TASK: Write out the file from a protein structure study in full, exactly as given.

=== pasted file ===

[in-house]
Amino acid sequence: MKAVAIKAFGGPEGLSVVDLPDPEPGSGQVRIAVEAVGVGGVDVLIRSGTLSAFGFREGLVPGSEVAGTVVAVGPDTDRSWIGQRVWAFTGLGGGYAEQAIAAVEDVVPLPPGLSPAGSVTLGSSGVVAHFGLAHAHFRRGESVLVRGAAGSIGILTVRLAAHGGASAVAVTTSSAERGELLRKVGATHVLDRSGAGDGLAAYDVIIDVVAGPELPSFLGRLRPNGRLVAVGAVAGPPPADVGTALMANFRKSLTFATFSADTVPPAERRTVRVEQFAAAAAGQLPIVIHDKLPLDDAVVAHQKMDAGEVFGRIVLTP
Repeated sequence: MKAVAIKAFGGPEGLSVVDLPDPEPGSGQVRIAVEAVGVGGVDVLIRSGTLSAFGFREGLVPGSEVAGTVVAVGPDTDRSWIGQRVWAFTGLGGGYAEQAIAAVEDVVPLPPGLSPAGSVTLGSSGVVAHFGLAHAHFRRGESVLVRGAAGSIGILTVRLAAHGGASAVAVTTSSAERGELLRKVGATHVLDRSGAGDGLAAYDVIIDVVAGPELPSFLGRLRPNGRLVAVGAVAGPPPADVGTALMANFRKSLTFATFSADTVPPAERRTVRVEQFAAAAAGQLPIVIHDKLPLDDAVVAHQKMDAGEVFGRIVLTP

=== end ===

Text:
[in-house]
Amino acid sequence: MKAVAIKAFGGPEGLSVVDLPDPEPGSGQVRIAVEAVGVGGVDVLIRSGTLSAFGFREGLVPGSEVAGTVVAVGPDTDRSWIGQRVWAFTGLGGGYAEQAIAAVEDVVPLPPGLSPAGSVTLGSSGVVAHFGLAHAHFRRGESVLVRGAAGSIGILTVRLAAHGGASAVAVTTSSAERGELLRKVGATHVLDRSGAGDGLAAYDVIIDVVAGPELPSFLGRLRPNGRLVAVGAVAGPPPADVGTALMANFRKSLTFATFSADTVPPAERRTVRVEQFAAAAAGQLPIVIHDKLPLDDAVVAHQKMDAGEVFGRIVLTP
Repeated sequence: MKAVAIKAFGGPEGLSVVDLPDPEPGSGQVRIAVEAVGVGGVDVLIRSGTLSAFGFREGLVPGSEVAGTVVAVGPDTDRSWIGQRVWAFTGLGGGYAEQAIAAVEDVVPLPPGLSPAGSVTLGSSGVVAHFGLAHAHFRRGESVLVRGAAGSIGILTVRLAAHGGASAVAVTTSSAERGELLRKVGATHVLDRSGAGDGLAAYDVIIDVVAGPELPSFLGRLRPNGRLVAVGAVAGPPPADVGTALMANFRKSLTFATFSADTVPPAERRTVRVEQFAAAAAGQLPIVIHDKLPLDDAVVAHQKMDAGEVFGRIVLTP